Accessed - 683 times.

Himanshu Joshi1, Gururaja MP1, Deepti Joshi2, Shreedevi B3
1NGSM Institute of Pharmaceutical Sciences, Paneer, Deralakhatte, Mangalore-575018, Karnataka, India.
2Expert College, Kodialbail, Mangalore-575003, Karnataka, India.
3KVG Institute of Dental Sciences, Kurunjibag, Sullia, DK-574 327, Karnataka, India.

Volume 2, Issue 2, Page 112-116, May-August 2014.

Article history
Received: 3 August 2014
Revised: 19 August 2014
Accepted: 20 August 2014
Early view: 30 August 2014

*Author for correspondence
Mobile/Tel: +91 9482043369


The biomedical waste is the waste that comes from hospitals, nursing homes, clinics, dispensaries, veterinary institutions, animal houses, pathology labs, blood banks etc. which is generated during the diagnosis, treatment or in research activities in the form of animal waste, laboratory waste, human anatomical waste, blood fluids and sharps. Unlike other waste this waste is biohazardous, infectious and pathological in nature, which not only encourages the growth of various pathogens and vectors but also contaminates the non hazardous and non toxic waste, Hence, its handling and disposal becomes an important issue. After the year 1980 the hospital waste was considered as a serious issue, especially HIV and Hepatitis B infected materials which can be a potential risk factor to other patients. This concept of biomedical waste management is new in India; it came into limelight recently after the notification of Bio Medical Waste (BMW) (Management and Handling) Rules 1998. The present paper highlights the various issues concerned with the biomedical waste and the latest updates, with an objective to create awareness regarding the handling and management of biomedical waste among biomedical researchers.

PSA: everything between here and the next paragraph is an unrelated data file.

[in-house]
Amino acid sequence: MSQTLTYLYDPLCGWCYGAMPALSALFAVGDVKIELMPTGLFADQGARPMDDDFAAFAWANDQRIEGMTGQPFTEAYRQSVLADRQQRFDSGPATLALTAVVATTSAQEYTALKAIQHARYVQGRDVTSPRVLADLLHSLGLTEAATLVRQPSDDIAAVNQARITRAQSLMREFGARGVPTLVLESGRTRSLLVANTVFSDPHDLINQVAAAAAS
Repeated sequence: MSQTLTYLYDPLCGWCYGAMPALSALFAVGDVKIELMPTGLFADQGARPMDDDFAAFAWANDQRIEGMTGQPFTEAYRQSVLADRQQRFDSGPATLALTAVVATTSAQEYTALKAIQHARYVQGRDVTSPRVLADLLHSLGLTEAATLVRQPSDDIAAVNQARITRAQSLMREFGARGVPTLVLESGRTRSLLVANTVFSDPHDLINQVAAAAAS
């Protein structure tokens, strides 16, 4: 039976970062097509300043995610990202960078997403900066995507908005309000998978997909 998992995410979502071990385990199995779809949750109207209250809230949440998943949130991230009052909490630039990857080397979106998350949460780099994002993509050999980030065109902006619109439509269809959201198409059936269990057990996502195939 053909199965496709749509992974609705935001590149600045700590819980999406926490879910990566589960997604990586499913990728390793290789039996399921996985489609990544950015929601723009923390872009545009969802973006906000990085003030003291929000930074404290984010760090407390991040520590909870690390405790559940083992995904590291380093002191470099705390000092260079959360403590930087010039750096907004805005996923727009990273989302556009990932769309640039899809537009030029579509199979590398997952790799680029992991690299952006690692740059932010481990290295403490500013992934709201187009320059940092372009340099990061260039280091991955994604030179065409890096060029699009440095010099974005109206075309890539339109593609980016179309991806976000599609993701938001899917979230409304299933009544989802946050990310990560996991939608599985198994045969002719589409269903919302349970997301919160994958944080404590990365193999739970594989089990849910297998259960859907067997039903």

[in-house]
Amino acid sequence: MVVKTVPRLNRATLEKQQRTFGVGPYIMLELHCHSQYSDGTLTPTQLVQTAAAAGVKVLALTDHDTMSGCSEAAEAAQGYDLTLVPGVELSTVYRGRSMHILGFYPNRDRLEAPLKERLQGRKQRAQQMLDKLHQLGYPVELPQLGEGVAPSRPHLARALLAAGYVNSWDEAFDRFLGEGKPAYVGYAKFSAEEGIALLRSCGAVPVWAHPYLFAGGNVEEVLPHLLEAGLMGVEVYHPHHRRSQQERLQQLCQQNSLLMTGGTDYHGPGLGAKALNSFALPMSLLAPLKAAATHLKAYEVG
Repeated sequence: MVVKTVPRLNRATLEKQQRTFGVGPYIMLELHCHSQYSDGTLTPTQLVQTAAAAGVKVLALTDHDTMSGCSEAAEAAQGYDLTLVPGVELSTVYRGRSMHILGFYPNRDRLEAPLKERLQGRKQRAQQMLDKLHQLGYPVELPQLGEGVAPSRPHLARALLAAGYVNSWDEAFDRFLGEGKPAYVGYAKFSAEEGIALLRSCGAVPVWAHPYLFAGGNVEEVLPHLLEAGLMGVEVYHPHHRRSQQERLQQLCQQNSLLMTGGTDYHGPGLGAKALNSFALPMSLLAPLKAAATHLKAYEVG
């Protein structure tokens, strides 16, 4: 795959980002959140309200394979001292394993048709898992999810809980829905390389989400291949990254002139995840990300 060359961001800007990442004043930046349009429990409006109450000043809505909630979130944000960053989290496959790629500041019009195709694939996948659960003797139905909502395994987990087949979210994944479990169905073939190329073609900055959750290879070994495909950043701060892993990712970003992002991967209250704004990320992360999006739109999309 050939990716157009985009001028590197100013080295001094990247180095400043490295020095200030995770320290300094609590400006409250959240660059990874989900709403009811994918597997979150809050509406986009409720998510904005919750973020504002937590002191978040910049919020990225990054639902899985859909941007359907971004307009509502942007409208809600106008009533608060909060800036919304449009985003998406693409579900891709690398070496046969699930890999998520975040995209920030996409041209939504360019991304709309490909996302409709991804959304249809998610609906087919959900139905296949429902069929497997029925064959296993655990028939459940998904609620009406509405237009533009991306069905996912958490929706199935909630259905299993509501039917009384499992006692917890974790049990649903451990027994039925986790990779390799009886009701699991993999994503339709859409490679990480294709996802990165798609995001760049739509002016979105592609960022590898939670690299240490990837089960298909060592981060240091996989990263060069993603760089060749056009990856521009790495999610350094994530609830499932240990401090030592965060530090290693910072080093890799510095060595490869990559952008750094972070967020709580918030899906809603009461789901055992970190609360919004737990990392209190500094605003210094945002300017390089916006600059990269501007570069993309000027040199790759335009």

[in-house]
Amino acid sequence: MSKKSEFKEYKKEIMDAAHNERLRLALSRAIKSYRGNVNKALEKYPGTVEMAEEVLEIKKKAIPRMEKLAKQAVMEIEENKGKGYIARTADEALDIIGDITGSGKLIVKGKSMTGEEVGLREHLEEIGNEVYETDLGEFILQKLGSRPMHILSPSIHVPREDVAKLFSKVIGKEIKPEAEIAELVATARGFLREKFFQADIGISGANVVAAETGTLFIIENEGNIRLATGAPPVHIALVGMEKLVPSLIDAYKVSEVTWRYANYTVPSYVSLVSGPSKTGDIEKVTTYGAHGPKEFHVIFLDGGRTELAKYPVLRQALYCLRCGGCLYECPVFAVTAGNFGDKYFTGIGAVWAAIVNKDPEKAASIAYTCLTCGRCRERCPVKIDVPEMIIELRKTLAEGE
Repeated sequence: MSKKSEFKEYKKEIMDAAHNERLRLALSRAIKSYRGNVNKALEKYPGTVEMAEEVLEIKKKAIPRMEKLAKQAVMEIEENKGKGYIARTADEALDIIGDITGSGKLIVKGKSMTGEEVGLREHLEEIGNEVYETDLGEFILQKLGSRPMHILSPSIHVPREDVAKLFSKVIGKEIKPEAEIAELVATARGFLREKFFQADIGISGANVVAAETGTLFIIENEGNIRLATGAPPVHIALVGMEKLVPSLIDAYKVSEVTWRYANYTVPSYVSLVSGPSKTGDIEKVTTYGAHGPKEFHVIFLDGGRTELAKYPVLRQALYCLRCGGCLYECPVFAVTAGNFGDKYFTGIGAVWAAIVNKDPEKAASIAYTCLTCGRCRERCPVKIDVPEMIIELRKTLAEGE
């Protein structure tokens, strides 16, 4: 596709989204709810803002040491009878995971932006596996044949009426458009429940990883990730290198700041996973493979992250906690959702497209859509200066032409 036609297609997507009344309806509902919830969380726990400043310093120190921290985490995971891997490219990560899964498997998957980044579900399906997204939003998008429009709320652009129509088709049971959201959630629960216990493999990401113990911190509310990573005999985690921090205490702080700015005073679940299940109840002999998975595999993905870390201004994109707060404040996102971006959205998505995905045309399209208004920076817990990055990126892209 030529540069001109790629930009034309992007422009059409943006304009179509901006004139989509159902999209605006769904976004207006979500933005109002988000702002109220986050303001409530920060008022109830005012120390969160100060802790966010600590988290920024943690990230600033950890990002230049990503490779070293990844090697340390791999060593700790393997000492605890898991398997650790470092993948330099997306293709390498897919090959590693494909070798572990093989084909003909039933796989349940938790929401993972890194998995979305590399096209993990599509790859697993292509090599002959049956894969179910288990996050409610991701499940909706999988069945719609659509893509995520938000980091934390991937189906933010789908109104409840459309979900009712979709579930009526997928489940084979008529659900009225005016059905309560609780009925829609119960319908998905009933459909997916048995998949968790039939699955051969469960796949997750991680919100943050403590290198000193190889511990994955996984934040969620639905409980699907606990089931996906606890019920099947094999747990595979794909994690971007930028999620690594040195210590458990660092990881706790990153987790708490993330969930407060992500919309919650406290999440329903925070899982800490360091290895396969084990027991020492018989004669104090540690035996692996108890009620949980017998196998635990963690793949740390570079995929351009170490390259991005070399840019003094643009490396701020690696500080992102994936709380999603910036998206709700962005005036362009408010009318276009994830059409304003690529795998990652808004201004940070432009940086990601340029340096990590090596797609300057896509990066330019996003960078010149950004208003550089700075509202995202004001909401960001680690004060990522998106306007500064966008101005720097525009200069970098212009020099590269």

Keywords: biomedical waste, handling and disposal, waste management.